I was disappointed by the blackface/brownface photos that have emerged recently in the media. They are hurtful images. I, like many of my constituents in York South-Weston, have dealt with racism in our daily lives. It is hurtful, it is disappointing, and it keeps Canadians of colour from achieving their full potential.

I am encouraged by the fact that Justin Trudeau has unequivocally apologized for his actions and acknowledged that his actions have hurt racialized Canadians. However, I, like most Canadians, recognize that a person can change and evolve over two decades.

Justin Trudeau’s drive for a more inclusive Canada was one of the main reasons I ran for office under the Liberal banner in 2015. I saw his commitment to breaking down systemic barriers and fighting racism. I believed in it then and, having witnessed him in action over the past four years, I believe in it even more now.

He is the first sitting Prime Minister to acknowledge that systemic racism exists in Canada. He committed Canada to recognize the United Nations Decade for People of African Descent and to carry out the obligations contained in that recognition. His leadership has resulted in a new Canadian Anti-Racism Strategy as well as dedicated funding to address challenges faced by Black Canadians.

But, there is more work to be done. A lot more. I have been speaking with local residents & civic leaders over the past two days, and my hope is that this national conversation will allow us as a country to better understand the experiences of racialized Canadians and to dedicate ourselves to fight racism and discrimination in our society.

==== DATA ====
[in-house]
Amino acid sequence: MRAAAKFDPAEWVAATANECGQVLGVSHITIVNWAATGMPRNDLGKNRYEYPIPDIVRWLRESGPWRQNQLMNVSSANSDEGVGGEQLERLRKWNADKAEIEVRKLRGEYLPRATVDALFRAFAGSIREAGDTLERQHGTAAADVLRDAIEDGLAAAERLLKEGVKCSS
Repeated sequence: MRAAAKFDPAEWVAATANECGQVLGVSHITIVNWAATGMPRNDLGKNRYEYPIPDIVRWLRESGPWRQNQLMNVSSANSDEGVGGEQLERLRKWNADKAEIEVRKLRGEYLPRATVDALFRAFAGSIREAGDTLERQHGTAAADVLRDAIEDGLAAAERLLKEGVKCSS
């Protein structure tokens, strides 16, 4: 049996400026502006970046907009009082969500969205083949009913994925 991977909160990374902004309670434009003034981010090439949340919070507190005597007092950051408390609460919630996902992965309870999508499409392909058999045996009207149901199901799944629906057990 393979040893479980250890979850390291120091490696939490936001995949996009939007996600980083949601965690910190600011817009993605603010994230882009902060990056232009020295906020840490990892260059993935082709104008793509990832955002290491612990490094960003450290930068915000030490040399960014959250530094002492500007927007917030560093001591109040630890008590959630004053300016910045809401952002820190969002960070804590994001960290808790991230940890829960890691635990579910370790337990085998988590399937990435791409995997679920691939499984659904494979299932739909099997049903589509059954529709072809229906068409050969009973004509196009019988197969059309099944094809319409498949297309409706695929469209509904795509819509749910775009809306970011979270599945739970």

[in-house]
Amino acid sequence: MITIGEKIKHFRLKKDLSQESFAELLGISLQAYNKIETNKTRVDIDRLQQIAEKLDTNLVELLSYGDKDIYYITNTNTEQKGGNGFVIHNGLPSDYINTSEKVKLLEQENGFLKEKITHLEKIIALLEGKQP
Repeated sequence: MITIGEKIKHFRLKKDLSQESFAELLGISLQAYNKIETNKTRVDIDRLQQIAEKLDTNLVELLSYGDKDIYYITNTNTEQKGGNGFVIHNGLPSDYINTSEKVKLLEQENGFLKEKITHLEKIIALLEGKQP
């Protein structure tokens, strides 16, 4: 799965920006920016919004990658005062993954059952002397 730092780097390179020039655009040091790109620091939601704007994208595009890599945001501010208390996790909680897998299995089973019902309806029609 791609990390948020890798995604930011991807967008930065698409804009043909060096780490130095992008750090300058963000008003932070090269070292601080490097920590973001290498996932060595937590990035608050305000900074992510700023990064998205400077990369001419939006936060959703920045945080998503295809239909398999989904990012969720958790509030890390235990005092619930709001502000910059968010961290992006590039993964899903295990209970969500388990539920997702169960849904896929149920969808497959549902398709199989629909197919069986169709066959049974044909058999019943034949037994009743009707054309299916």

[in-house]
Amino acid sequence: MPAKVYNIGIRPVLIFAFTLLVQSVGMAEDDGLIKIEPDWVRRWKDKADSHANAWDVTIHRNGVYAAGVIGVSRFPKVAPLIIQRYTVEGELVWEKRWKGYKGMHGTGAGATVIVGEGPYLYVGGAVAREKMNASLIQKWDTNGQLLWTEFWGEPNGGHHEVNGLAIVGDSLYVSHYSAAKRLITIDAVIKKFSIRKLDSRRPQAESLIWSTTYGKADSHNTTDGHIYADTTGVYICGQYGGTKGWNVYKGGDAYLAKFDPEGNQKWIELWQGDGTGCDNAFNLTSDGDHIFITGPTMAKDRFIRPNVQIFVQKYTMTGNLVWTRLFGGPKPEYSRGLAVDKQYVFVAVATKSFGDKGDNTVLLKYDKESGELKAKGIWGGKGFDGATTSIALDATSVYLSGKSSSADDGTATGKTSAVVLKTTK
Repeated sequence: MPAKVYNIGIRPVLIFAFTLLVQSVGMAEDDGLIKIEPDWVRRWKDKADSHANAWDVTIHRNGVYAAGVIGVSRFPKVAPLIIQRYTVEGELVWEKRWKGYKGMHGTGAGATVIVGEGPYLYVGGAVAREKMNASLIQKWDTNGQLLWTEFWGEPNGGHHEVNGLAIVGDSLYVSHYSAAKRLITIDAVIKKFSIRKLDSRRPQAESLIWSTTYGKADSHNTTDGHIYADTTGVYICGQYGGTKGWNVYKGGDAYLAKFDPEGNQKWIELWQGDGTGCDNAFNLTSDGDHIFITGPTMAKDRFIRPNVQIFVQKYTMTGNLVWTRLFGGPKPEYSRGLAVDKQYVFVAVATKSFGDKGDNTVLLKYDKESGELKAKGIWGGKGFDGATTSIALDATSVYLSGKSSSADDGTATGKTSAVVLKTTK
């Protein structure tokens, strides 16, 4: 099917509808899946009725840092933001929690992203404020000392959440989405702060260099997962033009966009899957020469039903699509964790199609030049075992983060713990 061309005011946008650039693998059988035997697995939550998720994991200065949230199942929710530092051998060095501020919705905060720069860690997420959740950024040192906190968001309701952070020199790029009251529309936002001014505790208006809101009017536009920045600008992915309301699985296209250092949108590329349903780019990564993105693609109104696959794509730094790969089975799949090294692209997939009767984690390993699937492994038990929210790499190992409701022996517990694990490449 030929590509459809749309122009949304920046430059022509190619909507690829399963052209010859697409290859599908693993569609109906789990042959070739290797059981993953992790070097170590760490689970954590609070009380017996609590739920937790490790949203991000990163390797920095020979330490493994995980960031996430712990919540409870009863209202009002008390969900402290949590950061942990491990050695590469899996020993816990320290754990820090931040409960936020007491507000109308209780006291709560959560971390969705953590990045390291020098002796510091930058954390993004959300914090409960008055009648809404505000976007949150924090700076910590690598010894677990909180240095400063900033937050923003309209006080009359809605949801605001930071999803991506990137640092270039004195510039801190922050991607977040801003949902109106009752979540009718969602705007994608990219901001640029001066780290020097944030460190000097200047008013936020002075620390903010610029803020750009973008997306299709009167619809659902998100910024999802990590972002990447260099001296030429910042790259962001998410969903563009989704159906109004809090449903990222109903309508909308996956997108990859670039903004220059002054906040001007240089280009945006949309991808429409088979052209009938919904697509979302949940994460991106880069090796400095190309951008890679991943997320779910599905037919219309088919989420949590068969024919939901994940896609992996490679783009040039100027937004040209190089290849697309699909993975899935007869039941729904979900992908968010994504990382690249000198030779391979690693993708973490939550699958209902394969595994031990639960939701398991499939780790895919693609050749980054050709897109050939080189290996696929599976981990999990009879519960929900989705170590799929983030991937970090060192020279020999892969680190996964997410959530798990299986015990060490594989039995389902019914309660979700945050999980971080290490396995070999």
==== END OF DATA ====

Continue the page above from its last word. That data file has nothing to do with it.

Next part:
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Author: Warsame Digital Media WDM

About the blogger: This blog is associated with the former Chief of Staff in Puntland State Presidency, 1998-2005. He also worked with the UN and World Bank Joint Secretariat for Somalia’s Re-construction and Development Program (RDP), 2005-2006, as a Zonal Technical Coordinator for Puntland and later as National Aid Technical Coordinator with the Transitional Federal Government of Somalia and European Union. He is now an independent political analyst and commentator on current issues and occasionally gives historical perspective on modern Somalia’s politics. He lives and works in Toronto, Canada. He can be reached at:

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